There is no argument that rice operations are getting a price break for water used from the Colorado River, and well they should. CTWC’s president criticizes the demand for water from the three Highland Lakes of Central Texas, the same lakes that provide water to the City of Austin. But rice farmers have been using the water from the Colorado River for more than 40 years before the Highland Lakes were created. Rice farmers were among the strongest supporters of building the Highland Lakes in the 1930s because they recognized the value of the dams in easing flooding and making water available during droughts. Without the support of the rice farmers, the lakes might never have been built.
In addition, in Texas, “first in time is first in right” when it comes to water use. It’s not just an idea, it’s the law. Rice farmers were irrigating fields long before Austin became a metropolis. While that doesn’t give them priority rights over the hundreds of thousands of water users in the city, it does qualify them for certain considerations. While Austin has grown by leaps and bounds in recent decades, multiplying the need for water from the Highland Lakes, rice growers have voluntarily reduced rice acres in an effort to share the resources with their urban neighbors. In the 1980s, rice growers in the three-county region reduced rice acres from 450,000 acres to about 170,000 acres in recent years. Last year that number was reduced even further as a result of water curtailment by LCRA.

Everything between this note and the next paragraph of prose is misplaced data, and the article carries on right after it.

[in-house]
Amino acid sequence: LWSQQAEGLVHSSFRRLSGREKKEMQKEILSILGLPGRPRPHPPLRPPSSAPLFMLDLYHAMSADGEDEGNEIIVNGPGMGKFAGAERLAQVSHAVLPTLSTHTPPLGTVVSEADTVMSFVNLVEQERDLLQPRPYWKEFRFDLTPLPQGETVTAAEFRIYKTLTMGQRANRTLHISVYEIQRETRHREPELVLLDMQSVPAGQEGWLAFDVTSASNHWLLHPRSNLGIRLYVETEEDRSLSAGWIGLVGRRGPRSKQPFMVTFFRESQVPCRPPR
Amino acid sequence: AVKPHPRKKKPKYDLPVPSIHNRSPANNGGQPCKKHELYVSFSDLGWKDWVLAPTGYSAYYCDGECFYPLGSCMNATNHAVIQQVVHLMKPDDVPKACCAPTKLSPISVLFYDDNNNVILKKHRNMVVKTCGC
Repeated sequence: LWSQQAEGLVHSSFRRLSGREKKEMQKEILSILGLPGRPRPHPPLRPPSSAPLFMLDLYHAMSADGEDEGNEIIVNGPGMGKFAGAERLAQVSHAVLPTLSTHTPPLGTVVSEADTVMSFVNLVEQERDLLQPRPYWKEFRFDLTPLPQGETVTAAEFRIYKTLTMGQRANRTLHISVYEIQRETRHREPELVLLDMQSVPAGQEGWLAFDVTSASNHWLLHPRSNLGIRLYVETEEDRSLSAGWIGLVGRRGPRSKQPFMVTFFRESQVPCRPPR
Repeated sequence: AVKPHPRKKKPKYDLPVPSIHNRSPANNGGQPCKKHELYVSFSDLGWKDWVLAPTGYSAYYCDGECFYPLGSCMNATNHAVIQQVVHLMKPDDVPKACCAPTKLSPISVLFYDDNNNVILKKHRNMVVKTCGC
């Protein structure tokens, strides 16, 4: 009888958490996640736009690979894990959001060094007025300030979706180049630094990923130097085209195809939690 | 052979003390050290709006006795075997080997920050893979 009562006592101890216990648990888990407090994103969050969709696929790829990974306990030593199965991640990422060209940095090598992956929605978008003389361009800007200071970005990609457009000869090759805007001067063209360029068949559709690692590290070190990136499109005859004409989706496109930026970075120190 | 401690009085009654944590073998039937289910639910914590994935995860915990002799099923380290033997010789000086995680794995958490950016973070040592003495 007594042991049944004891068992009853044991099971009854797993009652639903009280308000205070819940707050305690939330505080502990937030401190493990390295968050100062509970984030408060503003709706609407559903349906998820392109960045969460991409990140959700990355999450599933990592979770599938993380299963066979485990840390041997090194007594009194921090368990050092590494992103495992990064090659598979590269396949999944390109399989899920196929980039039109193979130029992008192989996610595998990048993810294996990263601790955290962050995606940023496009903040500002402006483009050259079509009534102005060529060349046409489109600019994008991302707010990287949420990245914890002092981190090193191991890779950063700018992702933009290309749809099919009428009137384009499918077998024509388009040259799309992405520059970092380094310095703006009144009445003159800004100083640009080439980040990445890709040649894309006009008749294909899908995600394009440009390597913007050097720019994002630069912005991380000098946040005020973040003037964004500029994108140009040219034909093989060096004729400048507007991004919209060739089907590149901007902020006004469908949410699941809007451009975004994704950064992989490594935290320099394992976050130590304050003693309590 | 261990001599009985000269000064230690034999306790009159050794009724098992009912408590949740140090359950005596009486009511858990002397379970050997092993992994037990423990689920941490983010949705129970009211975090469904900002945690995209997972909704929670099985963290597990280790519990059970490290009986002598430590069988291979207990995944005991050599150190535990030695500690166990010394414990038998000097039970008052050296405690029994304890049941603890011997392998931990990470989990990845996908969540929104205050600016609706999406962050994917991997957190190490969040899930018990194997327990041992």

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Another point of contention is the amount of water purchased by rice growers in the three-county region (Matagorda, Wharton and Colorado counties). Burnside says he believes Tedder is “badly mistaken” about rice growers using more than 300 billion gallons of water each year. Regardless how much water rice growers use, the amount per year continues to shrink.
In January this year LCRA voted unanimously to once again curtail water from the Colorado River for use on rice farms for a second year in a row. The economic impact not only hits farmers hard but entire rural communities in the three-county rice region.
LCRA, recognizing the negative impact on rice operations, devised a plan last year designed to provide some relief. A test reservoir using an abandoned gravel pit was constructed that helped to provide limited irrigation relief to rice farmers. If the project proved successful -- and it seems that it has -- LCRA intended to search for other areas suitable for the construction of three more small ponds that could help rice growers while still reducing demand for river water.